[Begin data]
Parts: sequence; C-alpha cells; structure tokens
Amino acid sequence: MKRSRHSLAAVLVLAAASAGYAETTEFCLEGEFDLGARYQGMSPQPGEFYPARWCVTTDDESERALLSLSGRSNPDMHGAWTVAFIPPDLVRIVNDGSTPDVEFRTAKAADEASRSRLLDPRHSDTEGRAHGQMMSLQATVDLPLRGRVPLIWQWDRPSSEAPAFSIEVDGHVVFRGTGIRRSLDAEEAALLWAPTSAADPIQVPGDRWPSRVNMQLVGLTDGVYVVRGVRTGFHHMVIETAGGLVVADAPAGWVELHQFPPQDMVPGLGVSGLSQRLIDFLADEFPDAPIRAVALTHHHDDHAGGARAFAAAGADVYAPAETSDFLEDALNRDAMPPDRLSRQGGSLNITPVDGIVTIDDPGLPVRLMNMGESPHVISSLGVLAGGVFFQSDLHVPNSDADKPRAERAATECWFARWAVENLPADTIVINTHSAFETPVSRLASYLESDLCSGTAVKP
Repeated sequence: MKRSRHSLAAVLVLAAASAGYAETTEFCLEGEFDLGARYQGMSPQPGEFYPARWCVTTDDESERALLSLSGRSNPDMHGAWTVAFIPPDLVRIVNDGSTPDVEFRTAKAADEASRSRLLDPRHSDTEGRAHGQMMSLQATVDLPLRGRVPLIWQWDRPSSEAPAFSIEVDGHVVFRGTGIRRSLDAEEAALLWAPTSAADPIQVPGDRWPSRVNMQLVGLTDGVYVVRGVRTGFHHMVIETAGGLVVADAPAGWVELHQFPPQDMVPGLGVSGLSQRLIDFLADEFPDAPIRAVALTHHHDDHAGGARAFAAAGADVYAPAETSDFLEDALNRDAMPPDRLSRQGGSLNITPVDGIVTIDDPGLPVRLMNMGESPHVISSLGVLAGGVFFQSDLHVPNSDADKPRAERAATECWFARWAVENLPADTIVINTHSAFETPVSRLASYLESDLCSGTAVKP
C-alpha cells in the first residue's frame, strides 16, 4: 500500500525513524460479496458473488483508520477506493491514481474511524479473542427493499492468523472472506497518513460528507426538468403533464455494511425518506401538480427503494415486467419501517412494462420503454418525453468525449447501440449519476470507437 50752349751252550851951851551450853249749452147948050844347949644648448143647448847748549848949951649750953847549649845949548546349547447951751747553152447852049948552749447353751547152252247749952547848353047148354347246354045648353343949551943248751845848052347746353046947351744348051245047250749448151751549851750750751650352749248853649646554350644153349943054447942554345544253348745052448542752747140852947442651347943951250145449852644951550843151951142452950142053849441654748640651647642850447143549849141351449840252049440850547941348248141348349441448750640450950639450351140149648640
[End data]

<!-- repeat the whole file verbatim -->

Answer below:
Parts: sequence; C-alpha cells; structure tokens
Amino acid sequence: MKRSRHSLAAVLVLAAASAGYAETTEFCLEGEFDLGARYQGMSPQPGEFYPARWCVTTDDESERALLSLSGRSNPDMHGAWTVAFIPPDLVRIVNDGSTPDVEFRTAKAADEASRSRLLDPRHSDTEGRAHGQMMSLQATVDLPLRGRVPLIWQWDRPSSEAPAFSIEVDGHVVFRGTGIRRSLDAEEAALLWAPTSAADPIQVPGDRWPSRVNMQLVGLTDGVYVVRGVRTGFHHMVIETAGGLVVADAPAGWVELHQFPPQDMVPGLGVSGLSQRLIDFLADEFPDAPIRAVALTHHHDDHAGGARAFAAAGADVYAPAETSDFLEDALNRDAMPPDRLSRQGGSLNITPVDGIVTIDDPGLPVRLMNMGESPHVISSLGVLAGGVFFQSDLHVPNSDADKPRAERAATECWFARWAVENLPADTIVINTHSAFETPVSRLASYLESDLCSGTAVKP
Repeated sequence: MKRSRHSLAAVLVLAAASAGYAETTEFCLEGEFDLGARYQGMSPQPGEFYPARWCVTTDDESERALLSLSGRSNPDMHGAWTVAFIPPDLVRIVNDGSTPDVEFRTAKAADEASRSRLLDPRHSDTEGRAHGQMMSLQATVDLPLRGRVPLIWQWDRPSSEAPAFSIEVDGHVVFRGTGIRRSLDAEEAALLWAPTSAADPIQVPGDRWPSRVNMQLVGLTDGVYVVRGVRTGFHHMVIETAGGLVVADAPAGWVELHQFPPQDMVPGLGVSGLSQRLIDFLADEFPDAPIRAVALTHHHDDHAGGARAFAAAGADVYAPAETSDFLEDALNRDAMPPDRLSRQGGSLNITPVDGIVTIDDPGLPVRLMNMGESPHVISSLGVLAGGVFFQSDLHVPNSDADKPRAERAATECWFARWAVENLPADTIVINTHSAFETPVSRLASYLESDLCSGTAVKP
C-alpha cells in the first residue's frame, strides 16, 4: 500500500525513524460479496458473488483508520477506493491514481474511524479473542427493499492468523472472506497518513460528507426538468403533464455494511425518506401538480427503494415486467419501517412494462420503454418525453468525449447501440449519476470507437 50752349751252550851951851551450853249749452147948050844347949644648448143647448847748549848949951649750953847549649845949548546349547447951751747553152447852049948552749447353751547152252247749952547848353047148354347246354045648353343949551943248751845848052347746353046947351744348051245047250749448151751549851750750751650352749248853649646554350644153349943054447942554345544253348745052448542752747140852947442651347943951250145449852644951550843151951142452950142053849441654748640651647642850447143549849141351449840252049440850547941348248141348349441448750640450950639450351140149648640